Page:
Academic Society Partnerships: Academic societies within specialties have traditionally aggregated data for various research purposes. Companies can partner with these academic societies to commercialize their data.
Provider Analytics: Companies can build and sell helpful workflows and analytics tools on top of a specialty’s core Electronic Health Record (EHR) system and get rights to the underlying clinical data that sits in it. Examples include providing clinicians relevant information on therapies and trials (Syapse) or tools for population health management (Optum/Humedica).
Own Electronic Health Records: Companies can build or acquire a specific EHR for a specialty. These EHRs are used by practices to record and track patients’ clinical information, schedule patients and provide inputs for financial billing. EHR datasets often have the most datapoints (as most other datasets are subsets of EHR data). EHRs provide an alternative revenue stream for these companies. They also help them build relationships with practices which are crucial for eventually doing prospective clinical trial work down the line (though out of scope for this piece, many new trial models envision more work being done out of the EHR).
As for specialty selection, oncology is clearly the most lucrative market where the most research is being undertaken. Thus, it has attracted the most investment activity.
After Flatiron’s exit, many have sought to apply the Flatiron model to other specialties (including Verana in ophthalmology/neurology, Holmusk in behavioral health, Picnic Health and AllStripes in rare disease to name a few). There are a few characteristics that make a specialty particularly attractive for a Real World Evidence business:
High drug spend in the therapy area: This increases the value of label expansions, accelerating trials and improving commercial team efficacy.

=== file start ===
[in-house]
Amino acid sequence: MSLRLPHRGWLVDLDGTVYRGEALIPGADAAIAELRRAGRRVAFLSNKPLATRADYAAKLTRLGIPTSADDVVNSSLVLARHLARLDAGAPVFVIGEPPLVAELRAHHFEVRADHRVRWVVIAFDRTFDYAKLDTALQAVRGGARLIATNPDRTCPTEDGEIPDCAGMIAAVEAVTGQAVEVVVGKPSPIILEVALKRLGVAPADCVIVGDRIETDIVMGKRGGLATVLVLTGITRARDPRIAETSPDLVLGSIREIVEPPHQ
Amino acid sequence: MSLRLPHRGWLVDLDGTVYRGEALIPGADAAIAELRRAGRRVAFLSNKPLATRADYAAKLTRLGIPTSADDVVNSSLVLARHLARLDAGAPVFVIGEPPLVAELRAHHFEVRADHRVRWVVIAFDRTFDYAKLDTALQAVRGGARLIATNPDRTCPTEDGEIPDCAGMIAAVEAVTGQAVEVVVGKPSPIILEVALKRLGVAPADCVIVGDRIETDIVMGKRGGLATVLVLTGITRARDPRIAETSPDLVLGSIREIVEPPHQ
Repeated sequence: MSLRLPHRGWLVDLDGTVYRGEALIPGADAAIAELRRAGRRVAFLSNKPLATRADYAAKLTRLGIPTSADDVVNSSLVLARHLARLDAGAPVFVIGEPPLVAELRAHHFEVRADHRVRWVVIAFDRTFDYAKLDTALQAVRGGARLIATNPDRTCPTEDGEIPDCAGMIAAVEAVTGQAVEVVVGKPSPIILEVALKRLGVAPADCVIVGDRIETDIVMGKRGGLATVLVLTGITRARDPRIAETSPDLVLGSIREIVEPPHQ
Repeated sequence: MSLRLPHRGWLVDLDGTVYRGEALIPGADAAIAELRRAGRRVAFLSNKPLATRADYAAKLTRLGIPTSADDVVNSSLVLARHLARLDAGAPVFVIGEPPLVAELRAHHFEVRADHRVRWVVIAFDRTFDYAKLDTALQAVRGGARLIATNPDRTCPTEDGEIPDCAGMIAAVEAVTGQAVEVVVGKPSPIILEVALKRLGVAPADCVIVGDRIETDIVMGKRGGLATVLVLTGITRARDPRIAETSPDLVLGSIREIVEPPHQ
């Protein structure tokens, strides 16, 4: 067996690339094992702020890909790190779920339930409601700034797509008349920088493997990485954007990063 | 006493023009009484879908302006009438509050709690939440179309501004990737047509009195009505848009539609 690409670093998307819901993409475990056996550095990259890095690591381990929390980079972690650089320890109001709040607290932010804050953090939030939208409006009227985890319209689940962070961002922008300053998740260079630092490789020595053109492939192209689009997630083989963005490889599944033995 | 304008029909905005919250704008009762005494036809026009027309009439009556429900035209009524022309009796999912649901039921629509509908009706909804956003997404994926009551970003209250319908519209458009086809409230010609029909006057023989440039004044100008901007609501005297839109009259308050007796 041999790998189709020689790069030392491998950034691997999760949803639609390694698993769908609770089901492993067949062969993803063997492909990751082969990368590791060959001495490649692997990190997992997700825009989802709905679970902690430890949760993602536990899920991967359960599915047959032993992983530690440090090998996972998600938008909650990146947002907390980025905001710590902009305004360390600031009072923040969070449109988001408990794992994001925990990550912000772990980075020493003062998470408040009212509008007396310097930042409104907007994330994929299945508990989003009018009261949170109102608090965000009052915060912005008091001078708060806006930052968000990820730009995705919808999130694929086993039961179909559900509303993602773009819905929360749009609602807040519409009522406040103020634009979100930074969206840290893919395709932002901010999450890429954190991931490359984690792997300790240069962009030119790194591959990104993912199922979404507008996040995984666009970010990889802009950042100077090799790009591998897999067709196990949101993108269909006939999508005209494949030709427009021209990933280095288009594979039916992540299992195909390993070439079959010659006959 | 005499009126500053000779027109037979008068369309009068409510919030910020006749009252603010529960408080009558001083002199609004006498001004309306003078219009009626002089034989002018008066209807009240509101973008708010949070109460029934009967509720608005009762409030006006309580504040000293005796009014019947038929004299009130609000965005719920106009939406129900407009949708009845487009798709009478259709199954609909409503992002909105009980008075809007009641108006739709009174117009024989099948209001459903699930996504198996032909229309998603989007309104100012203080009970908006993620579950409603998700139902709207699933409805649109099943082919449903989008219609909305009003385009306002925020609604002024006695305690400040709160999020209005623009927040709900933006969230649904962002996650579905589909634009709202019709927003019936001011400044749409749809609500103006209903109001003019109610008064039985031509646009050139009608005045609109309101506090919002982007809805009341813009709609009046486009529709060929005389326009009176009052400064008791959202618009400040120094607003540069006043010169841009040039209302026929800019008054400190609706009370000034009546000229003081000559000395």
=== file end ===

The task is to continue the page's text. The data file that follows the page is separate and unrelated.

Strong pipeline of treatments: Ensures a continued supply of research questions and higher margins as the same datasets can be sold to multiple pharmaceutical companies operating in the space.
Variance in response to treatments: Increases the value of studying sub-populations to better understand the underlying science driving outcomes and identify unmet needs.
The extent of a patient journey seen by individual clinicians: Answering questions via RWE requires following the patient fully through their care journey. Different conditions have different clinicians who have this level of visibility. For example, a patient with lung cancer has a Medical Oncologist quarterbacking their care. A patient with prostate cancer will mostly see a urologist. And a patient with diabetes may see a number of different types of doctors. The more different types of doctors that are treating a patient in their own silos, the harder it is to see the full care journey for that patient.
RWE Application Software
As the RWE ecosystem continues to grow, an exciting next wave of companies has emerged to help expand who can effectively use RWE and how they use it.
The first generation of companies with proprietary datasets have generally had their datasets used by PHD biostatisticians. But companies like Komodo, Boston Health Economics, and Aetion are building business intelligence tools to make it easier for users throughout the healthcare ecosystem to combine different datasets and incorporate this data into their workflows.
Aetion particularly helps address the truism that you can “torture data to say whatever you want.” They have developed a methodology to sit as a neutral 3rd party between pharmaceutical companies and the payers who may want to use this data to reach an objective decision about a drug’s real-world efficacy and how it should be reimbursed.
Finally, there are organizations trying to increase the amount of data that’s out there by making it easier for organizations to link their data with other datasets. Datavant and HealthVerity have created data exchanges where providers, labs and others can link their data with other datasets.
Today it is expensive to hire a team of nurses to take unstructured data and turn it into structured datasets. RWE companies are largely building their own tools and processes to do this. As the space continues to grow, a horizontal software infrastructure should emerge with tools to organize data abstraction and make it more efficient. Carta Health and Roam Analytics (recently acquired by Parexel) are two companies building tools within this space. As AI/ML platforms enter this space having large training datasets with annotated unstructured documents will be a key differentiator.
A reduction in the cost to create RWE and difficulty to interpret it should transform healthcare research. We should be able to quickly answer more and more questions that previously took years to answer, or didn’t meet the cost-benefit analysis of an expensive clinical trial. This should improve the healthcare we all receive.
I’d love to hear your thoughts about the future of the RWE space. Reach out to me at email@example.com. Always open to chatting!